Are your doctors in-network?
If you’re lucky enough to have a primary-care doctor you like, make sure she or he is still covered by your insurance provider. If you see several specialists, even on an infrequent basis, make sure they’re all in-network as well you won’t want to have to hunt for a new provider when you’re sick.
It’s also important to remember that some insurance providers or plans may not cover out-of-network providers, even in an emergency situation. For example, if your attending doctor in the emergency room is out-of-network, you may get a separate bill; or your insurance could decline coverage altogether. Make sure you know what your plan’s emergency policies are before signing up.
Are your prescriptions covered?
Even though the Affordable Care Act has mandated that every policy must have prescription-drug coverage of some kind, not all drugs are covered by every policy. If you take prescription medication, it’s crucial to find out whether your insurer will pay. Most insurance companies provide a list of covered medications on their website or on a formulary. Shop around, because out-of-pocket costs can vary between plans from the same insurance provider.
How much will this cost me?
All health insurance policies cost a certain amount per month, called a premium. But keep in mind that many policies have a deductible as well. A deductible is the amount you are responsible for paying out of pocket before the insurance company pays any claim; it can range from zero to thousands of dollars per person, per family. On top of that, even when the deductible has been met, you typically have to pay for part of any healthcare received (called the co-payment). When picking a new plan, make sure you take all the out-of-pocket costs into consideration, not just the monthly premiums.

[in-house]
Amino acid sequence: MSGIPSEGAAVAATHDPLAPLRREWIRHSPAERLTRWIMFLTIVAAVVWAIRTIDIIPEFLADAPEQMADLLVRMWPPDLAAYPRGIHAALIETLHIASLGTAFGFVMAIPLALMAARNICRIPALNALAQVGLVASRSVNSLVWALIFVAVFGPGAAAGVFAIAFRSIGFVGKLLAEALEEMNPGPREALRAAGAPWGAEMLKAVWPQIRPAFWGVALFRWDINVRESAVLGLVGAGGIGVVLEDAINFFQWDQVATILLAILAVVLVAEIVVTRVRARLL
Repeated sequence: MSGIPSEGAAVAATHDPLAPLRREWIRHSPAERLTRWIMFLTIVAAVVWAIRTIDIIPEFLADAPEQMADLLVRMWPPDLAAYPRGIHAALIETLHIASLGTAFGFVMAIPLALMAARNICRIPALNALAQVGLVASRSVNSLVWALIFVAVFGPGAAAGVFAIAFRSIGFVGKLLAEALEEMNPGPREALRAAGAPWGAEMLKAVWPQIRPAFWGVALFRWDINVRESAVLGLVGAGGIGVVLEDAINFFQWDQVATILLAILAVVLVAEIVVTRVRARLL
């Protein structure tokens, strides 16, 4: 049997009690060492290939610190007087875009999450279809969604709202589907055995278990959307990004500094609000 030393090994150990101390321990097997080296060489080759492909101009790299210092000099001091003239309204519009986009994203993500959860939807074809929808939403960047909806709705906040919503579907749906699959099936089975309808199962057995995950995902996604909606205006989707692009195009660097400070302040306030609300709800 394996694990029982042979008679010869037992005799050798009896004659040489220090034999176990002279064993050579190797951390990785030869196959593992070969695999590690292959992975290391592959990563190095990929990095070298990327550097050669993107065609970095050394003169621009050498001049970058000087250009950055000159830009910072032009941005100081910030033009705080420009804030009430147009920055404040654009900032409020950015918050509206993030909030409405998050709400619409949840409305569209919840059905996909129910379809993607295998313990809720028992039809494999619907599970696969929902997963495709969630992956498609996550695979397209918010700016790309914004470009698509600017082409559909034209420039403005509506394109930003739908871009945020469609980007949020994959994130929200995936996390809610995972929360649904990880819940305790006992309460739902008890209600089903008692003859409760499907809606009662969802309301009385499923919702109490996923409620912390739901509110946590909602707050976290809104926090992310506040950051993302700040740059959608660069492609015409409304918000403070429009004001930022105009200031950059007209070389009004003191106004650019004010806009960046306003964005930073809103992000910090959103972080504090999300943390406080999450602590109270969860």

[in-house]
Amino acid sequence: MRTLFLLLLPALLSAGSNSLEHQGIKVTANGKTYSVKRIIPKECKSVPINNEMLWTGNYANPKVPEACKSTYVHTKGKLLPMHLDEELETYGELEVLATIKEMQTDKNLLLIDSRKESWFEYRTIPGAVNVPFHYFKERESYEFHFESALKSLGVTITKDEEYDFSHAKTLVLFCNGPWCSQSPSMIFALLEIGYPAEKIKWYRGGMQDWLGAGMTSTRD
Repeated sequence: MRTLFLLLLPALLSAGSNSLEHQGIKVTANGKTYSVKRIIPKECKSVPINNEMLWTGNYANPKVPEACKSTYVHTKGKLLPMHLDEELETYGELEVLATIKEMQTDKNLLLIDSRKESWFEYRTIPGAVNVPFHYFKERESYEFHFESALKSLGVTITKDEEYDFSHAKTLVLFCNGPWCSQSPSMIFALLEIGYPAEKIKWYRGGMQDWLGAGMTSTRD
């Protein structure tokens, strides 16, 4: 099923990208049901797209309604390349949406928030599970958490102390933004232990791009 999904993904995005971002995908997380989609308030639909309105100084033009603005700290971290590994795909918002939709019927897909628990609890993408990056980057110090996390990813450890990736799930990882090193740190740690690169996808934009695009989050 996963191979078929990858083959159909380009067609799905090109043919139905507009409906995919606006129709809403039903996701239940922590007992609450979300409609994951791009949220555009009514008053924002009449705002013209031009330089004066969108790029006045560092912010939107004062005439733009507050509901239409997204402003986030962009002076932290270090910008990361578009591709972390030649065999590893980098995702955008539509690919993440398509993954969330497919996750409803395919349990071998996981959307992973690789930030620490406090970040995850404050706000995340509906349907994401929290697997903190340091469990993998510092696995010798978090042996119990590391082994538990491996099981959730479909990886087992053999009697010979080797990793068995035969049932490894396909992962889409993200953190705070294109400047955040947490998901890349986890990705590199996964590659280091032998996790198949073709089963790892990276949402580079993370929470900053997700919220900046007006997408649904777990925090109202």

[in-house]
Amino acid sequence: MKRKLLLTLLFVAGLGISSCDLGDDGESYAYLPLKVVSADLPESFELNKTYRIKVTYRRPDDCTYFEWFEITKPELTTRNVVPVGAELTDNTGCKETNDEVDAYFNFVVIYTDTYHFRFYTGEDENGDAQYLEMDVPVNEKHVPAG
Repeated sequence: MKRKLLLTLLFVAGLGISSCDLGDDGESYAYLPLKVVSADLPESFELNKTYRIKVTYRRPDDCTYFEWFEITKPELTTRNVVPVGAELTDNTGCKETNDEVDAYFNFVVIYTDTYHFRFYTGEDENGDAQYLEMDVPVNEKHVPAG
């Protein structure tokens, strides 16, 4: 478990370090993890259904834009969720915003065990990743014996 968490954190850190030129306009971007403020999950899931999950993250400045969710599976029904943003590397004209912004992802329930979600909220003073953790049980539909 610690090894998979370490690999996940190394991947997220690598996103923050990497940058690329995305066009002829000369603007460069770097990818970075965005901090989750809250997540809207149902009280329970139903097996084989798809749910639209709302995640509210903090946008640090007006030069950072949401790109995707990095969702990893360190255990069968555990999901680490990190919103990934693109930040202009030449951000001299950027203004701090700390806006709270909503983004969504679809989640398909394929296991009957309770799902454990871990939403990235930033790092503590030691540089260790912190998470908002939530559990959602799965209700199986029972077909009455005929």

What’s the fine print?
If your future insurer covers all your prescription meds, your primary-‐care doctor is in-network, and the monthly premium is within your budget, that’s all you need to know, right? Not exactly. The type of plan you’re enrolled in will affect your coverage as well. If your plan is a Health Maintenance Organization (HMO), for example, you will probably need a referral from your primary doctor before receiving any specialty care. A Preferred Provider Organization (PPO) will likely cost more, but it will spare the added hassle of keeping track of all those referrals. And a Heath Savings Account (HSA), the fastest growing type of plan, lets you put money aside on a pre-tax basis to pay for qualified medical expenses. Find out the types of plans your provider is offering and research which one is right for you.